Nurture through Nature

A blog by Amy Wagenfeld

Amy Wagenfeld, PhD, OTR/L, SCEM, FAOTA, Affil.ASLA is Principal of Amy Wagenfeld | Design, whose mission is to enhance life experiences through collaborative design, programming, and evidence-based research of universally designed environments and Lecturer in the Post-Professional Occupational Therapy Doctoral Program at Boston University. Her work focuses on collaborative design, programming, and research of outdoor environments for underserved groups. A Fellow of the American Occupational Therapy Association, and the Center for Health Systems and Design at Texas A&M University, Amy presents and publishes widely on topics relating access to nature. She is co-author of the award-winning book, Therapeutic Gardens: Design for Healing Spaces published by Timber Press.

WORK: Amy Wagenfeld Nurture through Nature

Nurture through Nature: Welcome

Welcome to Nurture through Nature, a blog focused on the benefits of connecting with nature, be they inside or outside. My name is Amy Wagenfeld, an avowed nature lover. I know that I am at my best when I am able to connect with the green world and look forward to sharing my thoughts with you. 



Nurture through Nature: Concert for Plants

Nurture through Nature: Plants Attend the Barcelona Opera

Hello and welcome back to Nurture through NatureIn my previous blog post, I introduced the concept of biophilia, the idea that humans are hard wired to connect with and affiliate with nature. This month I would like to take a few moments to share a fascinating biophilic and profoundly humanitarian story with you. First off, thanks to my dear friend and colleague, landscape architect David Kamp, for alerting me to this beautiful story.



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Nurture through Nature: My Home in Nature

It begins at my childhood home. I grew up in a very busy Midwestern household, the oldest of four children with two transplanted Brooklyn, New York academics for parents.


WORK Nurture through Nature Amy Wagenfeld

Nurture through Nature: Losing My Garden

Having recently written about my first garden and a brief introduction to the concept of place attachment, it seems as if this is the right time to share my thoughts about losing my backyard garden.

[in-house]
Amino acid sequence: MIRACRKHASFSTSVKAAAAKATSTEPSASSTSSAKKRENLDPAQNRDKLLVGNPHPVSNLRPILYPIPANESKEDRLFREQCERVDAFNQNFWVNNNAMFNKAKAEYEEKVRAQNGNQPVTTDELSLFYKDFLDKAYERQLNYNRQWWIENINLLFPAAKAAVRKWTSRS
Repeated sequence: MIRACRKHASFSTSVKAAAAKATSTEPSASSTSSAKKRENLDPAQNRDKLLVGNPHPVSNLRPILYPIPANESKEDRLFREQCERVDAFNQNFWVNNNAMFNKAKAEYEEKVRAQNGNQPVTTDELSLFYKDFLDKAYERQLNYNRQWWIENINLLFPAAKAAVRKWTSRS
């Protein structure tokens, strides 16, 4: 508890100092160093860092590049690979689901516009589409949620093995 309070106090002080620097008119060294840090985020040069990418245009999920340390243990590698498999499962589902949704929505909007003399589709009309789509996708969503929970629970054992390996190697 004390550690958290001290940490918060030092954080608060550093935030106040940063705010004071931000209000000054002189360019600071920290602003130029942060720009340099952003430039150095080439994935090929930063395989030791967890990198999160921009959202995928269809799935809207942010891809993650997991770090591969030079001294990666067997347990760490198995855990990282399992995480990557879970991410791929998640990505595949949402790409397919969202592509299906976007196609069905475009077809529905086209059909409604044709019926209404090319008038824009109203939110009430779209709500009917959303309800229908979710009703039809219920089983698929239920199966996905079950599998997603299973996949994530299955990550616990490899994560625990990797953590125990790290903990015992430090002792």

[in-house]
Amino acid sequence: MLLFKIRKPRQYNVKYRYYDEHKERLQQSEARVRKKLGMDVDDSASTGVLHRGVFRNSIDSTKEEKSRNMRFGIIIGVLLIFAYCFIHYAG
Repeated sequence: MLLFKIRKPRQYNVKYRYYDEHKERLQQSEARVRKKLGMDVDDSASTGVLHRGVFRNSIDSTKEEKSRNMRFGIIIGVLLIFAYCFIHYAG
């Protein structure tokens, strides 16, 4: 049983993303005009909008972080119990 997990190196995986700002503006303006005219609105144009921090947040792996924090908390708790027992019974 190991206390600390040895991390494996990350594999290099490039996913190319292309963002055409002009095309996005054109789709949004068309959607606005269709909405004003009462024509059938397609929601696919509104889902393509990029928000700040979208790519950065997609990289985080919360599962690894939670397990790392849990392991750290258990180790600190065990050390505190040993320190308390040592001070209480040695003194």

WORK Nurture through Nature Amy Wagenfeld

Nurture through Nature: The Caldwell Lily Pool - A Place I Love

“Step through the Prairie-style Fullerton gate and enter a hidden garden of unmatched beauty. Only bird songs and the sound of a gentle waterfall break the restful silence. Follow the stone walk encircling the lily pool and discover a pavilion, council ring, and diverse native plantings. This is the vision of landscape architect Alfred Caldwell: a hidden garden for the people of Chicago…” https://www.chicagoparkdistrict.com/parks-facilities/lincoln-park-alfre…



Nurture through Nature: Going to Nature

Connections with nature are powerful, bring forth feeling of happiness and joy, and for many are the ‘go to’ place where, simply conjuring up thoughts about them is restorative, calming, and meaningful.


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Nurture through Nature: Going to Nature Part Two

In the second of this three part series about place attachments, we learn about how water and also walking in nature along that most special trail can be profoundly meaningful.


Nurture through Nature: How Attention Restoration Found Its Way into My Life

Nurture through Nature: How Attention Restoration Found Its Way into My Life

Attention Restoration Theory ‘found me’ and thankfully, there has been no turning back since.


Nurture through Nature: Attention Restoration Theory- A Natural Antidote to Stress

Nurture through Nature: Attention Restoration Theory- A Natural Antidote to Stress

There is much (good) ado about Attention Restoration Theory.


Lions at a waterhole

Nurture through Nature: A Virtual Infusion of Nature Infusion in the Online Classroom

A substantial body of evidence-based research demonstrates that viewing nature reduces stress and improves mood. Learning environments, whether virtual or in-seat can be stress inducing.


Nurture through Nature: Growing Generations of Healthy Gardeners

An important take home message about gardening and garden related activities is that as Charles Lewis suggested in 1985, in a world of constant judgment, plants are non-threatening and non-discriminating.